Bipartisanship IS alive in the House

Despite what you've read in the media, the days of bipartisan cooperation in Washington aren't completely behind us. On the contrary, when it comes to reauthorizing the Export-Import Bank, bipartisanship is alive and well in the House of Representatives.

The current battle over this obscure financial institution isn't between the usual suspects. Most Democrats and Republicans actually agree on renewing the bank's charter, and recognize the value they offer in providing much-needed credit support for the purchase of American exports. The real fight over this federal agency is between mainstream Republicans and their Tea Party colleagues.

Rep. Gwen Moore
Bill Clark | CQ Roll Call | Getty Images
Rep. Gwen Moore

Establishment Republicans understand the need to keep American exports competitive on a global level, as do our foreign adversaries. China provided direct export support through its export credit agencies to the tune of $430 billion in exports in the emerging markets in 2013 alone. If we want to keep up with our rivals overseas and keep jobs here at home, most Republicans will tell you that we'll need a strong Export-Import Bank in our corner to level the playing field.

Tea Party Republicans and the far-right think tanks that feed them talking points don't see it that way. They've joined forces in a collective effort to erroneously brand the bank as a New Deal-era relic engaged in cronyism and corporate welfare. It's a carefully crafted narrative that plays well with those riding the national anti-establishment wave, but it falls far short of being true. Several prominent Republicans have rightfully rejected this critique as ridiculous.

"Crony capitalism is truly when you hand out favors to somebody else as a favor for them having done something for you," said Republican Rep. Blaine Luetkemeyer of Missouri during a House Financial Services hearing last year. "Yet the federal government helps with SBA loans. Is that crony capitalism? It helps with VA loans to help a veteran own a home. Is that crony capitalism?"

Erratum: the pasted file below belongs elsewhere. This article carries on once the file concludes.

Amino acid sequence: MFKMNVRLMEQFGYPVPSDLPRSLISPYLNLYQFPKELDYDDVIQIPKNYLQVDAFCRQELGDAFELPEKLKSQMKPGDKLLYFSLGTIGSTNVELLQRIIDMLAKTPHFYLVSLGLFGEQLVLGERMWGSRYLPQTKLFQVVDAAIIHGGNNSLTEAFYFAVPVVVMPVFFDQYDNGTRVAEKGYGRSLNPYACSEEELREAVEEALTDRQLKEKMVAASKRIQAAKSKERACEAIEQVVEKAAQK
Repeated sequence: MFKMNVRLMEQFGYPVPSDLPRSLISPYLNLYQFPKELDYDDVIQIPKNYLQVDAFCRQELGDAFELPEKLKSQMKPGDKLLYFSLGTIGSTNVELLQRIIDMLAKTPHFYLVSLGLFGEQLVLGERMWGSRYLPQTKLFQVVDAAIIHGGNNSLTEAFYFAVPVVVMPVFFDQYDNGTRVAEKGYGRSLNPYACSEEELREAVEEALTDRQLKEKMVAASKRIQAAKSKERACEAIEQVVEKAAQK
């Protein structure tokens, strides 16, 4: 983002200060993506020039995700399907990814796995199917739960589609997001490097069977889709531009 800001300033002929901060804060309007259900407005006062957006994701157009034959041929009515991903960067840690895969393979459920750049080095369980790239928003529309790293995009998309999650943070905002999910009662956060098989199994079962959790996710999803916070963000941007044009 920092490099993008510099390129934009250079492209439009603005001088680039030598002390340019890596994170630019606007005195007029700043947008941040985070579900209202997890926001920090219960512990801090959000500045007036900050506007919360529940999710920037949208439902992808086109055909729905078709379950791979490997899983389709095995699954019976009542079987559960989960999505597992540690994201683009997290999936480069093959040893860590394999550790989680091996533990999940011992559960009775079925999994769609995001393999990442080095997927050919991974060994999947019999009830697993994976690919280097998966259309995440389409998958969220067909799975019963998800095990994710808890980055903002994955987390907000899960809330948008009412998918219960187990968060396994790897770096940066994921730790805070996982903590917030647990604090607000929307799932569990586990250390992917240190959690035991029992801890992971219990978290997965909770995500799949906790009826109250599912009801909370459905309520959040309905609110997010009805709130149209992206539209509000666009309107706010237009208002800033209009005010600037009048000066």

The opposition's claim of cronyism doesn't hold up to the facts. The reality is that the bank is a critical economic expansion vehicle for small businesses across the country. Last year, approximately 90 percent of the bank's total transactions went to American small businesses. Since 2007, this vital financial institution has helped 224 businesses in my home state of Wisconsin – including 135 small businesses – export $5 billion worth of goods and products made in the Badger State. The bank partners with private capital and is demand-driven. The projects it supports are carefully reviewed and receive support based on merit.

The fight over renewing the bank's charter has brought the unlikeliest of stakeholders together from across the ideological spectrum, from labor organizations like the American Federation of Labor and Congress of Industrial Organizations and the International Federation of Professional and Technical Engineers to big business trade groups like the National Association of Manufacturers and the U.S. Chamber of Commerce. Members of Congress on both sides of the aisle have also united in a collaborative effort to reauthorize the bank so it can continue supporting American businesses and enable them to grow and create jobs.

One of the many Republicans who fought with Democrats to reauthorize the bank is my friend and House Financial Services Committee colleague, Rep. Steve Stivers of Ohio. It's no secret that we disagree on Obamacare, the Iran nuclear agreement and a multitude of other issues, but despite our philosophical differences, we both enthusiastically agree that the bank plays a crucial role in facilitating job growth without adding to our national debt. The support from Rep. Stivers is a prime of example of a devoted public servant unwilling to allow partisan bravado to trump common sense economic policy.

Last week, Rep. Stivers and 42 of his Republican colleagues stood with me and nearly all of the Democratic conference to force a vote on the bank using a rare procedural maneuver – known as a discharge petition. This move is a strong indication that there are still some of us in the House who are willing to work together to prioritize American workers over politics and sound bites. Once the reauthorization bill passes in the House, we'll see if Senate Majority Leader Mitch McConnell and his fellow Republican lawmakers in the upper chamber can put aside their own partisan blinders and follow suit.

With HouseSpeaker John Boehner resigning from Congress and House Majority Leader Kevin McCarthy's refusal (or inability) to fill his shoes, few can question the capacity of the extreme right to assert their influence within the GOP. The real question is simple: How long will mainstream Republicans continue to capitulate to their Tea Party colleagues at our economy's expense? I know of at least 42 House Republicans who are beginning to see the light.

Commentary by Congresswoman Gwen Moore (D-WI) serves as the ranking member on the Financial Services Committee's monetary policy and trade subcommittee and has helped lead efforts to reauthorize the Export-Import Bank. Follow her on Twitter @RepGwenMoore.